Eric C. Liebeler recalls a nightmare arbitration involving Honeywell International Inc., where he is now chief litigation counsel. The liability phase of the $50 million breach of contract dispute, originally scheduled for 10 days, lasted 45 days spread over 18 months. Faced with the prospect of an equally draining damages phase, the company settled, but not before legal fees topped $5 million and each of the three arbitrators took home $480,000.
"The arbitrators weren't very hard edged," Liebeler says. "We got no traction whatsoever on any dispositive motions, we got no traction whatsoever on any evidentiary rulings. Either side could put in any evidence they wanted without any relation to the federal rules of procedure."
"Arbitrators don't have to have reasoned decisions and sometimes the parties are left scratching their heads," says David Schlecker, partner at Anderson Kill & Olick. "Then you are essentially stuck with the decision because the right of appeal is very limited."
Others point a finger at arbitrators for failing to keep the process running efficiently. Liebeler puts the blame for the protracted Honeywell case squarely on the arbitration panel. "There is an incentive for them to spread it out," he says, noting that arbitrators, who are paid by the hour, failed to put time limits on the process.
Outside counsel also are criticized for failing to adequately research the arbitrators they agree to use. Law firms often maintain lists of arbitrators to exchange with opposing counsel, but that may not result in the best choice, says Bryan, who believes in-house attorneys shouldn't rely on their outside counsel to select the arbitrator.
"You should be very thoughtful about the arbitrator you select," agrees J. Michael Watson, senior counsel at Wells Fargo. "I would encourage devoting a lot of time and energy to being sure the arbitrator you select is knowledgeable in the subject area of the dispute."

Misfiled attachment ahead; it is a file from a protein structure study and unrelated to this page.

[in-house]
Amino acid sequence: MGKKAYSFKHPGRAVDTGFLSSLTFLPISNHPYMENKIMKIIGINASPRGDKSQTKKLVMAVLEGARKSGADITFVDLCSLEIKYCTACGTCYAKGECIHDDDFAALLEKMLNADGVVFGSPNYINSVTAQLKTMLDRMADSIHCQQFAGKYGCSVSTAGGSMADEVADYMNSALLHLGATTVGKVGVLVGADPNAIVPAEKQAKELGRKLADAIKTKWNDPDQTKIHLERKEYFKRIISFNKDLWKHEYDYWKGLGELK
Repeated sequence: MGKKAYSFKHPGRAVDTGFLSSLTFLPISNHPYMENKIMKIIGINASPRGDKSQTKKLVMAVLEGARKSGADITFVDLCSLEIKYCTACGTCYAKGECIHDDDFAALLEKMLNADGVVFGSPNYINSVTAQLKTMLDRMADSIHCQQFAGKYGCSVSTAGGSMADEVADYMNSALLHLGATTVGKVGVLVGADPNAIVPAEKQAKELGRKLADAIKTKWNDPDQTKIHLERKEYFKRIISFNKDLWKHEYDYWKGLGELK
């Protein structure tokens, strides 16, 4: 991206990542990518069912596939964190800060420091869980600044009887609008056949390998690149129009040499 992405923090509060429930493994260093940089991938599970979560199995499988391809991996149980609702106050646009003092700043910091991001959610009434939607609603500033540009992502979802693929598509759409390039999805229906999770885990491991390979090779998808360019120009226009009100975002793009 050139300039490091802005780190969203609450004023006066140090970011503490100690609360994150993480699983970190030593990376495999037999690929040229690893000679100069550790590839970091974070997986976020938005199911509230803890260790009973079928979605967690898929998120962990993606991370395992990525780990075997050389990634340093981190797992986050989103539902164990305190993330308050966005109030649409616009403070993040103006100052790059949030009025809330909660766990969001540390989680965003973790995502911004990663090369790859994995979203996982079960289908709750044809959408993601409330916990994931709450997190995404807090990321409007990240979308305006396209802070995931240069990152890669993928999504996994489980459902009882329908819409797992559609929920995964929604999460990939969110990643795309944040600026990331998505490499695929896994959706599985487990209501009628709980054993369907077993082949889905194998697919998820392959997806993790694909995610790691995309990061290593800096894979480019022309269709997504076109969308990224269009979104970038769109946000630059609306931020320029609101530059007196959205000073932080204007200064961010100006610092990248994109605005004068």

The parties should specify which organization will handle the arbitration, and where the arbitration will take place. This determines the rules that will apply and the arbitrators who will hear the case. They also should decide whether one arbitrator or a panel of three should handle the proceeding.
Using one arbitrator will expedite the process and simplify scheduling, as well as reduce arbitration fees. But in large, complicated disputes, using three arbitrators mitigates the risk of an off-the-wall decision. Wells Fargo addresses this conundrum by setting a threshold dollar amount. If the dispute is worth more than that amount, the parties will use three panelists. If it's worth less, they will select one arbitrator to resolve the dispute.
"There are circumstances where Honeywell would absolutely insist on arbitration," he says.
So arbitration, with all its warts, is here to stay. As a result, all sides--arbitration providers, law firms and in-house counsel--are moving to address the complaints. The arbitration organizations are tightening rules and training and promoting expedited procedures. Law firms are recognizing that in-house counsel won't be satisfied with an arbitration that costs as much as litigation. In-house attorneys are taking a more active role in supervising the process.